EVENT TAKES PLACE TO ABOLISH MALPRACTICE OF USING “MONGOLOID” TERM
Ulaanbaatar /MONTSAME/ In frames of the ongoing sixtieth session of the Commission on the Status of Women at the UN Headquarters in New York, the Permanent Representative Office of Mongolia organized on Monday an event called “Abolishing malpractice of using the ‘mongoloid’ term defining people with Down syndrome: Meaning of the word ‘Mongol’”.
This event has become the very first measure abroad aimed to run discussions on abolishing the malpractice of this term among the UN members, related units, specialized organs, researchers and NGOs.
The event, chaired by Mr S.Sukhbold, the Permanent Representative of Mongolia to the UN, has attracted Uuganaa Ramsay, author of a book about the malpractice of the term “mongoloid”; Dr Nata Menabde, executive director of the New York City branch of the World Health Organization (WHO); and Mr Andrw Boys, the Director of “Down Syndrome International” organization.
The attendees were impressed by a report by Ramsay whose child aged only for three months due to Down syndrome in Scotland, about how the malpractice usage of word “mongoloid” affects the reputation of people, their psychology, their community and society, in general.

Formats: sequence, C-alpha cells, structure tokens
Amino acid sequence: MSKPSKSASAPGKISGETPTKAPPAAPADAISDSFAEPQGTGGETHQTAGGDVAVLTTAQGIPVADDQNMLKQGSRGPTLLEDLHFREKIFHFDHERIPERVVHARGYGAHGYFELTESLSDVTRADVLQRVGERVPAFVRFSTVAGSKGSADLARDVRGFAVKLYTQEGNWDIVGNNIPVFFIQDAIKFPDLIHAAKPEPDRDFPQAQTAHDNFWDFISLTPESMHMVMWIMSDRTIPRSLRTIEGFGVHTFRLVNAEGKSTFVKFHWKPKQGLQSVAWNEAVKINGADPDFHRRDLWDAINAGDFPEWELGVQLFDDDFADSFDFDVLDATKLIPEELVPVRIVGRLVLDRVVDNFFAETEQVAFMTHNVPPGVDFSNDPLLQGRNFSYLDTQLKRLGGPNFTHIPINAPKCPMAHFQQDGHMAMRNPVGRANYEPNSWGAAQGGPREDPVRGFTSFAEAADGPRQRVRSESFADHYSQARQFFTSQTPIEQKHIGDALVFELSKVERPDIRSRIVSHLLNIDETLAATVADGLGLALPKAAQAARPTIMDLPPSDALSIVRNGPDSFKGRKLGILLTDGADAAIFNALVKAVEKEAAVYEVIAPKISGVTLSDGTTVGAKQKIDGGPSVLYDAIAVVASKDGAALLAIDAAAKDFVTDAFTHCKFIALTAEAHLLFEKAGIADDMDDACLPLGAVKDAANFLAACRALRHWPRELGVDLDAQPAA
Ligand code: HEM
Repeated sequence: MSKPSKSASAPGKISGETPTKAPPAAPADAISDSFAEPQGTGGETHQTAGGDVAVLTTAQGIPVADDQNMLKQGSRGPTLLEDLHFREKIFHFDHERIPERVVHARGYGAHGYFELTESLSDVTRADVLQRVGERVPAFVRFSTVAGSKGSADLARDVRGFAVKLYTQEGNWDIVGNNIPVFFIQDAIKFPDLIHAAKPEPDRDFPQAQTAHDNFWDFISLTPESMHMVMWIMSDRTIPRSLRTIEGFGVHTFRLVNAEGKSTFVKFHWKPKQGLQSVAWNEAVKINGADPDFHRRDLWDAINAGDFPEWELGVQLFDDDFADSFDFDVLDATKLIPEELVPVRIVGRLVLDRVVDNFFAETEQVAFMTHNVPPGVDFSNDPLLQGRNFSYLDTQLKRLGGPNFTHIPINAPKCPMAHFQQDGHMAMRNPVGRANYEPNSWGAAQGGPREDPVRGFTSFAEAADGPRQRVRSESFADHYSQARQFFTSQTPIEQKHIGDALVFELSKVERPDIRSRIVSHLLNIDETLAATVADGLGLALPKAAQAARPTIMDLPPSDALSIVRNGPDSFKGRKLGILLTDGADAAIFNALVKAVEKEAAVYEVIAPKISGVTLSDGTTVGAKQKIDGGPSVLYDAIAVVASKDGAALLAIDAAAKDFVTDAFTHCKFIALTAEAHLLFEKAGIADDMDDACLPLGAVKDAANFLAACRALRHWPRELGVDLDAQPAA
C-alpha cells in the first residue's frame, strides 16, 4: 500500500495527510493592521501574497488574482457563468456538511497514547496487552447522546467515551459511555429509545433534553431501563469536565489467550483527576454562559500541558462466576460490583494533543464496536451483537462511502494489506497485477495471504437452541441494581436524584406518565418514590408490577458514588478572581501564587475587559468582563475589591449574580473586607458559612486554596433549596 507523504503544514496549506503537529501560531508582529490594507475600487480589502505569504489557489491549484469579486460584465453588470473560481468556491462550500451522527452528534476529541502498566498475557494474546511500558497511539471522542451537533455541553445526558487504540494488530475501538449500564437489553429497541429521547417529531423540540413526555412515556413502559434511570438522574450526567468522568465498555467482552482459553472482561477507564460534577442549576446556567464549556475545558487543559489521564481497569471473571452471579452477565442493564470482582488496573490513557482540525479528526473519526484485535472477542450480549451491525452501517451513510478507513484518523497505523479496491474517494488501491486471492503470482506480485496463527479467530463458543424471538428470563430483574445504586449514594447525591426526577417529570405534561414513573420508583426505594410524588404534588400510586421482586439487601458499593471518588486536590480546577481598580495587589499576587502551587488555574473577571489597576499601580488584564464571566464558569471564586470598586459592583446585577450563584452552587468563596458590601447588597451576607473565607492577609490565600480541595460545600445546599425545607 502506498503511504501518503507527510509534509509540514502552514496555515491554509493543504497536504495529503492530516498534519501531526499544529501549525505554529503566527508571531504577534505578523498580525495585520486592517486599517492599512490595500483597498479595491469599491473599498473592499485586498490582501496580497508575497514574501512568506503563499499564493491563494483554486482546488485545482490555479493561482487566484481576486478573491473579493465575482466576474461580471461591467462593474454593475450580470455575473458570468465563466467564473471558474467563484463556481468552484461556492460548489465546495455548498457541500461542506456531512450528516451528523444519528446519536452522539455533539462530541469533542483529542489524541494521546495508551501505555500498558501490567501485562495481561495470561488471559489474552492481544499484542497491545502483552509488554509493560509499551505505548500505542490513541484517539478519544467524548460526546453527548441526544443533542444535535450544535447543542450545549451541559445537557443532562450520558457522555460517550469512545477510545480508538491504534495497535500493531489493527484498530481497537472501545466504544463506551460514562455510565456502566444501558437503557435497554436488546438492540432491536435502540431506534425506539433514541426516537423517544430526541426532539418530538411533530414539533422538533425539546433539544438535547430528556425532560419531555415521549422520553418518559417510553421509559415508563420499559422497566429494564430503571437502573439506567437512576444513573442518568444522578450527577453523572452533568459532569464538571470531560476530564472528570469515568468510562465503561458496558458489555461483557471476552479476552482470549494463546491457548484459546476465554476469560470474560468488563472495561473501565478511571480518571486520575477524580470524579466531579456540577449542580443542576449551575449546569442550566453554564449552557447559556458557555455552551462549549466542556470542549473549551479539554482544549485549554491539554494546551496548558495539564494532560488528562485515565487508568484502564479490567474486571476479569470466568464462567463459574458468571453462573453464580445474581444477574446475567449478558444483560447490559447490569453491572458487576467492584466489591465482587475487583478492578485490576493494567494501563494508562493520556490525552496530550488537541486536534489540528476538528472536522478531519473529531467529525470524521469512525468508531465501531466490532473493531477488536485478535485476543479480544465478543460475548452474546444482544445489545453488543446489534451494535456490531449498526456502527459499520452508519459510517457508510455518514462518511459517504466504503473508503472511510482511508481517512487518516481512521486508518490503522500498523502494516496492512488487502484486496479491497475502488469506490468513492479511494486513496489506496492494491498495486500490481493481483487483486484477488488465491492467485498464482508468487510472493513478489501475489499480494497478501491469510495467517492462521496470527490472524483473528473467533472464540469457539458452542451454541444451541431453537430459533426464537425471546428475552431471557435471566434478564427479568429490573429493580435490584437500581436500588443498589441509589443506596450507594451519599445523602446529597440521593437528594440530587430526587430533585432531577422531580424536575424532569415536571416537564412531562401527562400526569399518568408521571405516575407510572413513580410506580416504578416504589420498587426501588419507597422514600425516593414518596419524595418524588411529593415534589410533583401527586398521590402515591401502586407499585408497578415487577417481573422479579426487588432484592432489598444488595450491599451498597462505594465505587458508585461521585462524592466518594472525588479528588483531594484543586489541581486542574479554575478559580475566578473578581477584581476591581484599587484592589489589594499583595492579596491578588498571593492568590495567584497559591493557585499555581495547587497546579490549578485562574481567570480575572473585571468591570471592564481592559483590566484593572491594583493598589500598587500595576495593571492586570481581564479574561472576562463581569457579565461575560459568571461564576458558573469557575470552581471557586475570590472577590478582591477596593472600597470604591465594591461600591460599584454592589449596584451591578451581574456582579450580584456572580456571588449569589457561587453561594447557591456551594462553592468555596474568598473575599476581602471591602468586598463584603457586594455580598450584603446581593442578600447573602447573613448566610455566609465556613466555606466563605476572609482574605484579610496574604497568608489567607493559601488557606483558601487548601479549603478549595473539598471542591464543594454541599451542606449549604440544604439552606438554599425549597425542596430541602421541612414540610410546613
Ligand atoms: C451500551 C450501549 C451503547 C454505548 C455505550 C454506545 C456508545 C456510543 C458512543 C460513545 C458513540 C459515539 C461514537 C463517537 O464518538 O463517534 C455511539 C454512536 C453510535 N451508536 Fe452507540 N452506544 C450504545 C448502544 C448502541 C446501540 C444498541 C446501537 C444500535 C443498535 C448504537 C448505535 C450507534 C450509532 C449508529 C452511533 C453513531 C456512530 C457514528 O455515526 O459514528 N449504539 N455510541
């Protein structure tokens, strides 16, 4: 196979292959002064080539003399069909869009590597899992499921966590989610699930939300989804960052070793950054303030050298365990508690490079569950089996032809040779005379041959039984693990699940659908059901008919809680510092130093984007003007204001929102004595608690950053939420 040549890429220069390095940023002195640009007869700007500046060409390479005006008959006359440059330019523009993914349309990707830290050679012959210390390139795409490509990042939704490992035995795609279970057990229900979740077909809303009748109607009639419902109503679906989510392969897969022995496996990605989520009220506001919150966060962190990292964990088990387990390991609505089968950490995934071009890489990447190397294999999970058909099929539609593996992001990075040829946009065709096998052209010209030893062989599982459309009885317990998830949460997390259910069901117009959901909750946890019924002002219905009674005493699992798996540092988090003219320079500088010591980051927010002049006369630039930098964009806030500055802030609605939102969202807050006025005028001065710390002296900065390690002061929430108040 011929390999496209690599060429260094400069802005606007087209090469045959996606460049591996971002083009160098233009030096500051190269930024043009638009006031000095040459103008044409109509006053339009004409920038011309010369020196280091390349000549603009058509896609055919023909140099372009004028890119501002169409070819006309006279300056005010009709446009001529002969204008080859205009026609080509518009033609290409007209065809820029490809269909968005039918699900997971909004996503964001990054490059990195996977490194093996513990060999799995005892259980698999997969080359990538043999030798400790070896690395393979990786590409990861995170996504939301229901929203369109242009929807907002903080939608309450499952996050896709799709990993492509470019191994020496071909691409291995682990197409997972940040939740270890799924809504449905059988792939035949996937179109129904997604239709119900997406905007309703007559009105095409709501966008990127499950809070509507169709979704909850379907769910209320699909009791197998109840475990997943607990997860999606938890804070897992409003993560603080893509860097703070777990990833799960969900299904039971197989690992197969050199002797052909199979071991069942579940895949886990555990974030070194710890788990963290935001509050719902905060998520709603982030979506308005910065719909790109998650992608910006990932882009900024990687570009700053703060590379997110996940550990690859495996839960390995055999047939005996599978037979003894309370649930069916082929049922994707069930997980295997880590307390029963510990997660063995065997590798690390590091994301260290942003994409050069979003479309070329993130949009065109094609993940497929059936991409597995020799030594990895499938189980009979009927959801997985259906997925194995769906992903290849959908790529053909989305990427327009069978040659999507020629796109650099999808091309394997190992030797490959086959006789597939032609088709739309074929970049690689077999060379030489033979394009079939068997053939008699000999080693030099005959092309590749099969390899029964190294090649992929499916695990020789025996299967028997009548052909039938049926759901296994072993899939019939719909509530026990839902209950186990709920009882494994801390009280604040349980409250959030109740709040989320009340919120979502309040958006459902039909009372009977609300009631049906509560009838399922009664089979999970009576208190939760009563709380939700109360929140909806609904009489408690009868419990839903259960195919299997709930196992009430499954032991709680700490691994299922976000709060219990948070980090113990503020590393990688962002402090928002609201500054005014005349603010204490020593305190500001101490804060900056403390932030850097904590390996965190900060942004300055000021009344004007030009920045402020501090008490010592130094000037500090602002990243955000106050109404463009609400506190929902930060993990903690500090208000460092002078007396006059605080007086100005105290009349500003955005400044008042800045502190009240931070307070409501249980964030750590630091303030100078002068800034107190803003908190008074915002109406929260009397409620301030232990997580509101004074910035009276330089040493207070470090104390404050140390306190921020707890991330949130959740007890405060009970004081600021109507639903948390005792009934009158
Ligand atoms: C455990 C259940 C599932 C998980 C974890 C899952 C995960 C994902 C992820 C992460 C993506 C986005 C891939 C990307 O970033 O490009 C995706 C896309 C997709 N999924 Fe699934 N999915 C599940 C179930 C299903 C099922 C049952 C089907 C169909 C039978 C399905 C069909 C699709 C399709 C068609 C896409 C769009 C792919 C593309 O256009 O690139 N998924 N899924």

“It is totally unfair to call the people with Down syndrome as mongoloid. This is not a scientific term,” said Dr Nata Menabde and expressed a readiness to collaborate in correcting the malpractice usage of the term.
“Upgrading the public knowledge and information about Down syndrome, helping the people with the syndrome go into social life and seeing them as normal people instead of sickness are right ways to eliminate the wrong usage of the term,” emphasized Mr Andrew Boys.
The event was co-sponsored by Permanent Missions of Australia, Brazil, India, Iran, Israel, Japan, ROK, Luxembourg, Mongolia, New Zealand, Poland, Qatar, Singapore, the United Kingdom, UNDESA, UNICEF, International Disability Alliance, Inclusion International and Down Syndrome International.
The world Down syndrome day, first established by Down Syndrome International in 2006, was proclaimed in 2011 by the United Nations General Assembly Resolution 66/149 to be observed annually.